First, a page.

2. There is a lot of reading: The reading may be more difficult than reading that you have done before, depending on your reading experience and comfort with English. You might want to form study groups outside of class, or visit Page One Writing CenterLinks to an external site. for extra help with the reading. Allow plenty of time for the reading.
  3. Keep a record of all sources you consult: You will need this information for working with the MLA system of documentation. We will do library work with Noodletools, linked on our home page, and I recommend using it.
  4. Save all documents frequently: You don’t want the computer or Canvas to lose your assignment. Keep backup copies: Keep them on a flash drive, or e-mail them to yourself, or store them in Google Docs or some other place online.
  5. Have several “class buddies” whom you can be in touch with for help or support. Be a class buddy for others.
  6. Don’t let a poor grade on an assignment get you down: I know that it’s hard to receive a low grade, especially when you feel that you made a strong effort or have done well in previous English classes. Nevertheless, English 102 is a very difficult class. If you get a low grade, the best thing to do is think hard about it, study my comments, ask me questions, and learn from these errors so that you can do better on the next essay. I have seen students get very low grades on the first essay, but then continue, working very hard, with curiosity and open-mindedness; such students often succeed with higher grades by the end of the quarter.
  7. Always ask for help at the first moment you become confused. If you wait, you’ll end up with less time to work successfully and with understanding.


E-learning OfficeLinks to an external site.This is your go-to place for everything to do with online learning, including Canvas issues. They are eager to help you, so don’t hesitate to be in touch.

Disability ServicesLinks to an external site.: I want to support all students in this class. If you have a condition that will affect your performance in this class please let me know. Students with disabilities are encouraged to use Disability Services for support in implementing reasonable accommodations. Running Start students: Understand that any accommodations you have from your high school do not automatically transfer to NSC; therefore, I encourage you to discuss your situation with me and to get set up with Disability Services.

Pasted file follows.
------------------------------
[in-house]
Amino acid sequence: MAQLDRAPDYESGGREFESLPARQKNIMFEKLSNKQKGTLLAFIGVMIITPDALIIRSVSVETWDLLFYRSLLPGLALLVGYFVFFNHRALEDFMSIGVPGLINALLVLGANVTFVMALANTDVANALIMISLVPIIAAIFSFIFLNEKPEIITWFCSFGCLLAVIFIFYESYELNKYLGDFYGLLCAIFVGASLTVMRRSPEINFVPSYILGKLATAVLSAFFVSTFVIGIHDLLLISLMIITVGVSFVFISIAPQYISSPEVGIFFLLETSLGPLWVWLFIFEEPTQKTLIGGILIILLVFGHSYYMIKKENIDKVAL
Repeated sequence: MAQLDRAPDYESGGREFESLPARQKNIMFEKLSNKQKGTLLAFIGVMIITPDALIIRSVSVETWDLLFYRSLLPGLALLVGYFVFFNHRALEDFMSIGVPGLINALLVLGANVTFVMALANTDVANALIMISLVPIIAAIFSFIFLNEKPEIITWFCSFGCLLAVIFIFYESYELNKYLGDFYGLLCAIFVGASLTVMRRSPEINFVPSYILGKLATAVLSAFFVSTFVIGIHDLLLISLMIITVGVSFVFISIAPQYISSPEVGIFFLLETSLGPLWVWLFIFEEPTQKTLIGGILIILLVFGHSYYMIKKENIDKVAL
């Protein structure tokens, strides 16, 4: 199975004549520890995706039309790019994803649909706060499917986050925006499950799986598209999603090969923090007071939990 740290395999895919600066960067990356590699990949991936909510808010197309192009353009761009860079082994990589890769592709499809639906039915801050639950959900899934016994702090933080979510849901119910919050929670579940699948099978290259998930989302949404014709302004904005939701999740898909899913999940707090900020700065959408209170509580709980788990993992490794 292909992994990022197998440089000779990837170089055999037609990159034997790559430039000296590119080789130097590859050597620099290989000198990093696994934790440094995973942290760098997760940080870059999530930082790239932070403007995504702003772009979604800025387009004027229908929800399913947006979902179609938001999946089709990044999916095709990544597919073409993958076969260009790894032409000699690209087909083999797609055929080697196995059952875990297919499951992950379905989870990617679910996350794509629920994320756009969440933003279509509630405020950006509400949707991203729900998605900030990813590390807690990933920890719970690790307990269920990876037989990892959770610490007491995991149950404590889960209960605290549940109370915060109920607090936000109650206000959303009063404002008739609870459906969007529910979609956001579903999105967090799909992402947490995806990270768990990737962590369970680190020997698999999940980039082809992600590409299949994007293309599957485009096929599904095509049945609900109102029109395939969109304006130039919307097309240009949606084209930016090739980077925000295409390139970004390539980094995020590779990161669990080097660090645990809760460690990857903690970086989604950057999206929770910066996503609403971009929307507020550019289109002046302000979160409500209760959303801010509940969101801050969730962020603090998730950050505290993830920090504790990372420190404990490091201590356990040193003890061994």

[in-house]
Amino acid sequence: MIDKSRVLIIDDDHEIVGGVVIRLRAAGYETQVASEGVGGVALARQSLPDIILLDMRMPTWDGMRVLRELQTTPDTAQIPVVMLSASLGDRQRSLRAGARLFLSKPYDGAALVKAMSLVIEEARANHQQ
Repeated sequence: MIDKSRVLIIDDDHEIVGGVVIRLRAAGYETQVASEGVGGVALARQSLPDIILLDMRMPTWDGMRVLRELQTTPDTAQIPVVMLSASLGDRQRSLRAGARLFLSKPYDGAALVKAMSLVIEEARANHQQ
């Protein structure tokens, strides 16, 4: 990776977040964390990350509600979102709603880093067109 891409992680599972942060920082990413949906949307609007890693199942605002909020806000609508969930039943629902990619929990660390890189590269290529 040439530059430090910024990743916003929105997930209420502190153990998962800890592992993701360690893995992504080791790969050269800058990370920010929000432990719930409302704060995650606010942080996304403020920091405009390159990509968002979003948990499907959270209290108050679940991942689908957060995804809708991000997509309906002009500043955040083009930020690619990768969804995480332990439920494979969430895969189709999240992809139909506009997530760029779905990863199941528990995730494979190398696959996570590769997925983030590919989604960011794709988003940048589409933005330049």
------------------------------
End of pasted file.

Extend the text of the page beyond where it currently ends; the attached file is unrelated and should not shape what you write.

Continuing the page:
Diversity: One of NSC’s key values, all of which you will find listed on North’s website under “Mission and Accreditation,” is embracing diversity: “We create a richer environment by embracing diverse cultures, ideas, perspectives, and people.” I want to emphasize that in this class we welcome, appreciate, encourage, and learn from everyone.

Veterans’ ServicesLinks to an external site.: offers a range of assistance to veterans, reservists, active duty personnel and eligible family members who receive Veteran’s Administration education benefits.

Religious Accommodations: Students who will be absent from course activities due to reasons of faith or conscience may seek reasonable accommodations so that grades are not impacted. Such requests must be made in writing within the first two weeks of the quarter (Seattle Colleges Policy 336).

Page One Language and Writing Center: We are lucky here at North to have a writing center that is open six days a week and staffed with well-trained, professional tutors (northseattle.edu/tutoring/page-one-writing-center). I encourage you to utilize this valuable resource. Our Page One tutors can assist you at every stage of the writing process, from better understanding the goals and grading criteria of a particular assignment, to planning, drafting, and revising an essay so that it fully reflects your best work. Every NSC student can have two thirty-minute tutoring sessions per day, and all tutoring in Page One is offered on a drop-in basis. Ultimately, if you use the writing Center regularly, you will become a better, more successful student. So don’t miss out! This quarter, all tutoring is online.

Counseling CenterLinks to an external site.: NSC’s Counseling center offers help with study skills, identifying interests and selecting academic programs, locating resources, and managing stressful situations. I urge you to take advantage of the knowledgeable staff there able help support your efforts.

Equity and Welcome CenterLinks to an external site.: Offers support and referrals, and serves current and prospective students of all ages, gender expressions, sexual orientations and cultural backgrounds regardless of immigration status. https://northseattle.edu/equity-welcome-centerLinks to an external site.

NSC IT Services (Links to an external site.): NSC offers remote computer access and discounts on equipment. We also have equipment you can borrow, such as pads and computers. Contact IT services for more about this, and for help with logging in.


I hope that by reading and writing you can learn about the world and about yourself. I hope that the work you do in this course will make you more confident and independent writers, and will enable you to carry out whatever tasks your education asks of you. Though there is always more to learn, by the end of the class you will have the basic tools you need for writing in the academic community and other settings. I hope your learning continues beyond your time at NSC, and I wish you all the pleasure and satisfaction that the work of thinking and writing and discovering can bring.